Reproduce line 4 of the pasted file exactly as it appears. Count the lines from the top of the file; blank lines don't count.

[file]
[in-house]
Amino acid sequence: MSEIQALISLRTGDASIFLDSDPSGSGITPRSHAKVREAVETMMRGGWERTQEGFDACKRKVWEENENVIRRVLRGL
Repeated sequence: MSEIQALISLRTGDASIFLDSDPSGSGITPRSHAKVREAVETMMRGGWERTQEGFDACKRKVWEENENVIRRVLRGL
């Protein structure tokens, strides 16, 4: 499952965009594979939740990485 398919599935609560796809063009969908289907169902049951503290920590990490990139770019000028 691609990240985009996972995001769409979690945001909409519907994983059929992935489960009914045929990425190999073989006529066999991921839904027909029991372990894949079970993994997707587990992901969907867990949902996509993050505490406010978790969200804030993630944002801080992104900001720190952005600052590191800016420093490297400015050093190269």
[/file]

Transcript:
């Protein structure tokens, strides 16, 4: 499952965009594979939740990485 398919599935609560796809063009969908289907169902049951503290920590990490990139770019000028 691609990240985009996972995001769409979690945001909409519907994983059929992935489960009914045929990425190999073989006529066999991921839904027909029991372990894949079970993994997707587990992901969907867990949902996509993050505490406010978790969200804030993630944002801080992104900001720190952005600052590191800016420093490297400015050093190269």